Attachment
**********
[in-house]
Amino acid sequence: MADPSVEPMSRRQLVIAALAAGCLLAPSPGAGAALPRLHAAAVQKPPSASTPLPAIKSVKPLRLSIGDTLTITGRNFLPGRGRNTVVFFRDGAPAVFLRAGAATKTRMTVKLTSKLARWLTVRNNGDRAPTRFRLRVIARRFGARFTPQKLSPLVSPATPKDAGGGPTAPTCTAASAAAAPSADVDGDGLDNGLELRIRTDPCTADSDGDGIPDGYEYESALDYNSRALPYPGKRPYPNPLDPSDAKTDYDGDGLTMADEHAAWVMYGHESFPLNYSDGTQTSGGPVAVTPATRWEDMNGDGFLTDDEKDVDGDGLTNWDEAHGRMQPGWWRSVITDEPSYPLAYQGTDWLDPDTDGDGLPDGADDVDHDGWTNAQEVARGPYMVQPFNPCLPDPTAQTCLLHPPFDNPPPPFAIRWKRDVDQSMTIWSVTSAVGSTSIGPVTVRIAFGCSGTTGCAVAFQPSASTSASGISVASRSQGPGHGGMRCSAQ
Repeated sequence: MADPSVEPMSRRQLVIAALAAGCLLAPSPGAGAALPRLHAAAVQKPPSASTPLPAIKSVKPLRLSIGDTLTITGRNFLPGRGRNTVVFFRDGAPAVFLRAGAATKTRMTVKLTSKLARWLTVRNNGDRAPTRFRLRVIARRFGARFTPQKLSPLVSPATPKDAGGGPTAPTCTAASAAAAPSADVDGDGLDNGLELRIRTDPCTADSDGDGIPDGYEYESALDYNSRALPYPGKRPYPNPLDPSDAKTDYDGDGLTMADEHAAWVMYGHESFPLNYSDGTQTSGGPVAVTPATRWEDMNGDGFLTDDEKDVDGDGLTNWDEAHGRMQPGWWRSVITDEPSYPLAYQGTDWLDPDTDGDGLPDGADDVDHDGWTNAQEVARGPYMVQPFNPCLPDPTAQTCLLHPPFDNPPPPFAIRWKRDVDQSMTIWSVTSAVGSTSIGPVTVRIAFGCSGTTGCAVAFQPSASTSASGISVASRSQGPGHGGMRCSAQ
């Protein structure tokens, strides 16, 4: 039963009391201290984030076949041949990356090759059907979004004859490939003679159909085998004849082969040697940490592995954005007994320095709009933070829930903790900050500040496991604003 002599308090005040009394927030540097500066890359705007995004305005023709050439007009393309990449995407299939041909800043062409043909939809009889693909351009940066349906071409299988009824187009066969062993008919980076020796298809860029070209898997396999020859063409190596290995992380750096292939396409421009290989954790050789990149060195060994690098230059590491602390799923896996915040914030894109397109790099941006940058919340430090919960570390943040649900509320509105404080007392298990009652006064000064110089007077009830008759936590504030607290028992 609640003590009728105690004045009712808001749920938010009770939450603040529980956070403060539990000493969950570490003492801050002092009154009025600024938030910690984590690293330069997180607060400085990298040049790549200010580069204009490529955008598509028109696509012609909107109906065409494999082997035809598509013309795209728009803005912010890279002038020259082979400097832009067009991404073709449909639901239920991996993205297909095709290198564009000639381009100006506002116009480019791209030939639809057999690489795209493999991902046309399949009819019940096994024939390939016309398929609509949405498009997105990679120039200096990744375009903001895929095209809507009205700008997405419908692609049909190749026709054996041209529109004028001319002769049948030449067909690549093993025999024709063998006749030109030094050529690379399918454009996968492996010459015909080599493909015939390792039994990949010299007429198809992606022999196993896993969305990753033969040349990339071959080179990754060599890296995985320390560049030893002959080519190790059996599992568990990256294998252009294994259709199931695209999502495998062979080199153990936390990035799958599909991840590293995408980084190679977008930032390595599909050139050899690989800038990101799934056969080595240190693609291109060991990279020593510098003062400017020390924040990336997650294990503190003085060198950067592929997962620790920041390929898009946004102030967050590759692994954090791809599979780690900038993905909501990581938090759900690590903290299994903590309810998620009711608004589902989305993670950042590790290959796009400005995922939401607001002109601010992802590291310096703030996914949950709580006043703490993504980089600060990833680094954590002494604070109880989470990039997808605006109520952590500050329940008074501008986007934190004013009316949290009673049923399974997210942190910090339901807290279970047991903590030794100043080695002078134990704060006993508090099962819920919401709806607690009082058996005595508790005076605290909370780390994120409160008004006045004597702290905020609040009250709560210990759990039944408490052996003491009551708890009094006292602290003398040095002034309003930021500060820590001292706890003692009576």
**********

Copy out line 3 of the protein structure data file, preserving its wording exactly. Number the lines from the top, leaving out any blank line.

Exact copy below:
Repeated sequence: MADPSVEPMSRRQLVIAALAAGCLLAPSPGAGAALPRLHAAAVQKPPSASTPLPAIKSVKPLRLSIGDTLTITGRNFLPGRGRNTVVFFRDGAPAVFLRAGAATKTRMTVKLTSKLARWLTVRNNGDRAPTRFRLRVIARRFGARFTPQKLSPLVSPATPKDAGGGPTAPTCTAASAAAAPSADVDGDGLDNGLELRIRTDPCTADSDGDGIPDGYEYESALDYNSRALPYPGKRPYPNPLDPSDAKTDYDGDGLTMADEHAAWVMYGHESFPLNYSDGTQTSGGPVAVTPATRWEDMNGDGFLTDDEKDVDGDGLTNWDEAHGRMQPGWWRSVITDEPSYPLAYQGTDWLDPDTDGDGLPDGADDVDHDGWTNAQEVARGPYMVQPFNPCLPDPTAQTCLLHPPFDNPPPPFAIRWKRDVDQSMTIWSVTSAVGSTSIGPVTVRIAFGCSGTTGCAVAFQPSASTSASGISVASRSQGPGHGGMRCSAQ